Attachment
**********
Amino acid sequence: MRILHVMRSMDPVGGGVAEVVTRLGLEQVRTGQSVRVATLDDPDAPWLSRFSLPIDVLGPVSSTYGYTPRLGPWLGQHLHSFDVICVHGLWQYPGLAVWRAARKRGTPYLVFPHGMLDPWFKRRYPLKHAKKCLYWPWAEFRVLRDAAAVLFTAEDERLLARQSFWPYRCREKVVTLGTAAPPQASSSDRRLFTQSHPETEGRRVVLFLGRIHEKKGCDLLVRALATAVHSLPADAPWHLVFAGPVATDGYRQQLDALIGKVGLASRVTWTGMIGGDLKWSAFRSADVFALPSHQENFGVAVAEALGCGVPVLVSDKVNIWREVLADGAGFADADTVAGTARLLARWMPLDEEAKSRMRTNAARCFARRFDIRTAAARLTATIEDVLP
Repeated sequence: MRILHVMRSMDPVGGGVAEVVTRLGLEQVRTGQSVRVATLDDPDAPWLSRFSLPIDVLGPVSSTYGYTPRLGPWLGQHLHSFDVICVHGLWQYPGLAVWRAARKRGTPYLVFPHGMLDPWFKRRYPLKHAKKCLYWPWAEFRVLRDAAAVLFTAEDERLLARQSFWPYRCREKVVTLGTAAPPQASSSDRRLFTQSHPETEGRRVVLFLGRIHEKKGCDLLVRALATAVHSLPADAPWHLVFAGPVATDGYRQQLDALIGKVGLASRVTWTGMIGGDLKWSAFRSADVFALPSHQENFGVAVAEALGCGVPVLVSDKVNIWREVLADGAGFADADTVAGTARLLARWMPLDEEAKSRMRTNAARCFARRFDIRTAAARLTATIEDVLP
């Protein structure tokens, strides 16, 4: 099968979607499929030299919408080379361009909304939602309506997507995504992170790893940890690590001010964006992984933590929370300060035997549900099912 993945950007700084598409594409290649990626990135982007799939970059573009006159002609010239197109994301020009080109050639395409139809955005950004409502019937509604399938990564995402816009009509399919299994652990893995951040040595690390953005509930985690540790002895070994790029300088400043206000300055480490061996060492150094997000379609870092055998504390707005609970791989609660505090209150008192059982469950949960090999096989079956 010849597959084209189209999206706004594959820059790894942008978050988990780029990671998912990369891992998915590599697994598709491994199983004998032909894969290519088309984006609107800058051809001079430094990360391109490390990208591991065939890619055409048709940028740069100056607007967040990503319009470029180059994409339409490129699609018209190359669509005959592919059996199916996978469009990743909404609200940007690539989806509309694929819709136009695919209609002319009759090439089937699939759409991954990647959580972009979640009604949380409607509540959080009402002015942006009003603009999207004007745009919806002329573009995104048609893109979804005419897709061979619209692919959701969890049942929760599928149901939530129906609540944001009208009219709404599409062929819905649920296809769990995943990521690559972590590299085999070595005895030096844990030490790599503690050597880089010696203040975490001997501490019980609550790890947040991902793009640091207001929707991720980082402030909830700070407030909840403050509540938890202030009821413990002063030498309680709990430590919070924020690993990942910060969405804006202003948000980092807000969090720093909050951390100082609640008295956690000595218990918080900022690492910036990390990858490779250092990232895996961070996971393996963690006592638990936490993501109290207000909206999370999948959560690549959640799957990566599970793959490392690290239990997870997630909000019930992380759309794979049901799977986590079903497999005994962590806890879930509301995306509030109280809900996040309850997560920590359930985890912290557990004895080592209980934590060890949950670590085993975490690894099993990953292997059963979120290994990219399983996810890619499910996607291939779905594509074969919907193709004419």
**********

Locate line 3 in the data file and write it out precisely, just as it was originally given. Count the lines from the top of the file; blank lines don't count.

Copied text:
């Protein structure tokens, strides 16, 4: 099968979607499929030299919408080379361009909304939602309506997507995504992170790893940890690590001010964006992984933590929370300060035997549900099912 993945950007700084598409594409290649990626990135982007799939970059573009006159002609010239197109994301020009080109050639395409139809955005950004409502019937509604399938990564995402816009009509399919299994652990893995951040040595690390953005509930985690540790002895070994790029300088400043206000300055480490061996060492150094997000379609870092055998504390707005609970791989609660505090209150008192059982469950949960090999096989079956 010849597959084209189209999206706004594959820059790894942008978050988990780029990671998912990369891992998915590599697994598709491994199983004998032909894969290519088309984006609107800058051809001079430094990360391109490390990208591991065939890619055409048709940028740069100056607007967040990503319009470029180059994409339409490129699609018209190359669509005959592919059996199916996978469009990743909404609200940007690539989806509309694929819709136009695919209609002319009759090439089937699939759409991954990647959580972009979640009604949380409607509540959080009402002015942006009003603009999207004007745009919806002329573009995104048609893109979804005419897709061979619209692919959701969890049942929760599928149901939530129906609540944001009208009219709404599409062929819905649920296809769990995943990521690559972590590299085999070595005895030096844990030490790599503690050597880089010696203040975490001997501490019980609550790890947040991902793009640091207001929707991720980082402030909830700070407030909840403050509540938890202030009821413990002063030498309680709990430590919070924020690993990942910060969405804006202003948000980092807000969090720093909050951390100082609640008295956690000595218990918080900022690492910036990390990858490779250092990232895996961070996971393996963690006592638990936490993501109290207000909206999370999948959560690549959640799957990566599970793959490392690290239990997870997630909000019930992380759309794979049901799977986590079903497999005994962590806890879930509301995306509030109280809900996040309850997560920590359930985890912290557990004895080592209980934590060890949950670590085993975490690894099993990953292997059963979120290994990219399983996810890619499910996607291939779905594509074969919907193709004419």